Thursday, May 2, 2013

Dialogue Exercises - #4

Happy Thursday, good people of the blogosphere! I hope you all have a wonderful weekend planned. Just two more days to go now. That's two more days of dialogue exercises. If you want to rush the time along, try doing one or more of these today. Before you know it, it'll be Friday! Grab your pens and notebooks and let's get going!





Again, I won't bore you by repeating myself. If you want to check out days one, two, and three, you can find them here:

Dialogue Exercises - #1
Dialogue Exercises - #2
Dialogue Exercises - #3

Remember, each of these exercises require at least two pages of dialogue.

Exercise #10: Remembering your senses when writing dialogue.
Take a place you've visited that's full of activity and bring it to mind. Put two characters in the midst of it all and have them talk about what's going on around them. Use all five senses as you write so your reader gets a good idea what the place is like. Sight, sound, smell, taste, and touch. Bring the venue to life on the page. Make one of them blind, if that helps.

Exercise #11: Using dialogue to bring about transformation.
Using the confrontation/response method, create dialogue in which one character gives the other a reason to change. Make it so the protagonist has to look deep within and see something they hadn't before. Your antagonist can be cruel or kind in their observations/opinions, but their words should bring about change.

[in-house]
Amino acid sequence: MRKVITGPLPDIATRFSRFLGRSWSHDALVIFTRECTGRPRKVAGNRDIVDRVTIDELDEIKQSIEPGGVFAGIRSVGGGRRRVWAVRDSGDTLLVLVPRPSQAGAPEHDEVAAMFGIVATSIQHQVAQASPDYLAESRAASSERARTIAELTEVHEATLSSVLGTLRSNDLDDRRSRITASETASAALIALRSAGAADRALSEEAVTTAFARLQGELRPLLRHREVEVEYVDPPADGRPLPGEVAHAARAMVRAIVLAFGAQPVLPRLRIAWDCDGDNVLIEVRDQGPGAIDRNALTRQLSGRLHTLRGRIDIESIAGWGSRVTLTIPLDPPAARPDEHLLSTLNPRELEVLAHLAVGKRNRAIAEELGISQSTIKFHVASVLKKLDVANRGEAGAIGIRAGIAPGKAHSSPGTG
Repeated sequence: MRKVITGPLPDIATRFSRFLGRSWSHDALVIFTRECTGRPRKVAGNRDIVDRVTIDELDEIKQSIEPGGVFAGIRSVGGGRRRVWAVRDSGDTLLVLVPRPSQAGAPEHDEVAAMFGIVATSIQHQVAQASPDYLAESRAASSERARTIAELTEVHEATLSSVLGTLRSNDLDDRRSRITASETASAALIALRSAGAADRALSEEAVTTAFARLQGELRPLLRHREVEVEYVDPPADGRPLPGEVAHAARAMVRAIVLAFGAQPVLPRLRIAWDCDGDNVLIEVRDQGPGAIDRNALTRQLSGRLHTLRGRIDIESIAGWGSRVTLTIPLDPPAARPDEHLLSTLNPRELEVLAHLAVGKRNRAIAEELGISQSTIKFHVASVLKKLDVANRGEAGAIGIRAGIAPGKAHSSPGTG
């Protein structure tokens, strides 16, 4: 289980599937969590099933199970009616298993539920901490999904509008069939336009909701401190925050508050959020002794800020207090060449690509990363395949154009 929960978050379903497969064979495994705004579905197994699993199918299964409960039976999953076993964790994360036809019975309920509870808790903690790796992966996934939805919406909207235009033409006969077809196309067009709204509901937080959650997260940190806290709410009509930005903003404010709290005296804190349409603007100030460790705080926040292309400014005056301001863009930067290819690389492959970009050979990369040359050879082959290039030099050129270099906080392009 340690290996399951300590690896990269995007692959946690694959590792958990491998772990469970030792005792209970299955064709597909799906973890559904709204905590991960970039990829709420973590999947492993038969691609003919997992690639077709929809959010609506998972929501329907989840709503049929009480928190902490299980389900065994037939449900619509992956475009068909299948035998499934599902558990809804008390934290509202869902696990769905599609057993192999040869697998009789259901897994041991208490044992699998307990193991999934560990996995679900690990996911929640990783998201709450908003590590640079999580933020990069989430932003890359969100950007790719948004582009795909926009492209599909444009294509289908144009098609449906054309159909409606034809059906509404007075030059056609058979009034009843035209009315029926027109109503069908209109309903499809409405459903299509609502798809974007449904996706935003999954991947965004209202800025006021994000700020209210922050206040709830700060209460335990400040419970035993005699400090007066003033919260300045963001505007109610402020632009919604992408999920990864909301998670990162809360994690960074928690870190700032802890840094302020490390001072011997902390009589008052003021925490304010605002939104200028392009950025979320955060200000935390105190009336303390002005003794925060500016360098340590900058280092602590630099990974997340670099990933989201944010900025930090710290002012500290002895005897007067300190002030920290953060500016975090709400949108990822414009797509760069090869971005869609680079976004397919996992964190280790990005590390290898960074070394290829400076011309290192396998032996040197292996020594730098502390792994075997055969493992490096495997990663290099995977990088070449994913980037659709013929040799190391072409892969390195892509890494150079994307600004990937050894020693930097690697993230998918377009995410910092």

Exercise #12: Setting tone/voice with dialogue.
Something is in the woods. A mom and daughter are camping, alone. Suddenly, mom feels like they're in danger. Using dialogue, set the tone of the scene. Be true to your characters and really bring forward their fear and Mom's protectiveness over her daughter.

I hope you'll give at least one of these a whirl today. You can't get better if you don't practice! Tomorrow is the last day of dialogue exercises. Next week, I'm going to begin a 10 day series on a very important topic relating to dialogue. Come back every day and see what you find!

Which one of these is your favorite?

Well, that's all for today, folks! Until next time, WRITE ON!

Jo

2 comments:

  1. These tips are so helpful for authors who have a problem with showing vs telling. Thanks for sharing!

    ReplyDelete
    Replies
    1. Showing vs telling is a huge hurdle to leap over. I hope I'm providing great tools :)

      Delete

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